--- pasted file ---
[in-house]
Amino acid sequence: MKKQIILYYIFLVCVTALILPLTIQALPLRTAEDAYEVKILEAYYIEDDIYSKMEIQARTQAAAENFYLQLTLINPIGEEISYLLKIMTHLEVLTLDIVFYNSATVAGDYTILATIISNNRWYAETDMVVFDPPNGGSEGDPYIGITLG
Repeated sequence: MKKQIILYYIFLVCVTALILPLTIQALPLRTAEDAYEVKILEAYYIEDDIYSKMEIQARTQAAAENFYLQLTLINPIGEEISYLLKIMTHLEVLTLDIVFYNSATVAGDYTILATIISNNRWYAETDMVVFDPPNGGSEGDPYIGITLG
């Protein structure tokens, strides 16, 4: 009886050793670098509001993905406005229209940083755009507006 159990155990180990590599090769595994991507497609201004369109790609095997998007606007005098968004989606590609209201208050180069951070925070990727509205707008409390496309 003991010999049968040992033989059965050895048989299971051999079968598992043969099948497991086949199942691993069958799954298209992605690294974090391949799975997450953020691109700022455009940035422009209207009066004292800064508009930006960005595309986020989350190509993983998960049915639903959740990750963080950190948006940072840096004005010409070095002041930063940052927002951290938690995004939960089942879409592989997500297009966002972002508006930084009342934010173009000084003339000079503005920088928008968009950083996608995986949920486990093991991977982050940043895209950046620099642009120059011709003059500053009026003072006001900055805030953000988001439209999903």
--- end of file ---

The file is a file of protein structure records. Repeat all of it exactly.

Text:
[in-house]
Amino acid sequence: MKKQIILYYIFLVCVTALILPLTIQALPLRTAEDAYEVKILEAYYIEDDIYSKMEIQARTQAAAENFYLQLTLINPIGEEISYLLKIMTHLEVLTLDIVFYNSATVAGDYTILATIISNNRWYAETDMVVFDPPNGGSEGDPYIGITLG
Repeated sequence: MKKQIILYYIFLVCVTALILPLTIQALPLRTAEDAYEVKILEAYYIEDDIYSKMEIQARTQAAAENFYLQLTLINPIGEEISYLLKIMTHLEVLTLDIVFYNSATVAGDYTILATIISNNRWYAETDMVVFDPPNGGSEGDPYIGITLG
């Protein structure tokens, strides 16, 4: 009886050793670098509001993905406005229209940083755009507006 159990155990180990590599090769595994991507497609201004369109790609095997998007606007005098968004989606590609209201208050180069951070925070990727509205707008409390496309 003991010999049968040992033989059965050895048989299971051999079968598992043969099948497991086949199942691993069958799954298209992605690294974090391949799975997450953020691109700022455009940035422009209207009066004292800064508009930006960005595309986020989350190509993983998960049915639903959740990750963080950190948006940072840096004005010409070095002041930063940052927002951290938690995004939960089942879409592989997500297009966002972002508006930084009342934010173009000084003339000079503005920088928008968009950083996608995986949920486990093991991977982050940043895209950046620099642009120059011709003059500053009026003072006001900055805030953000988001439209999903």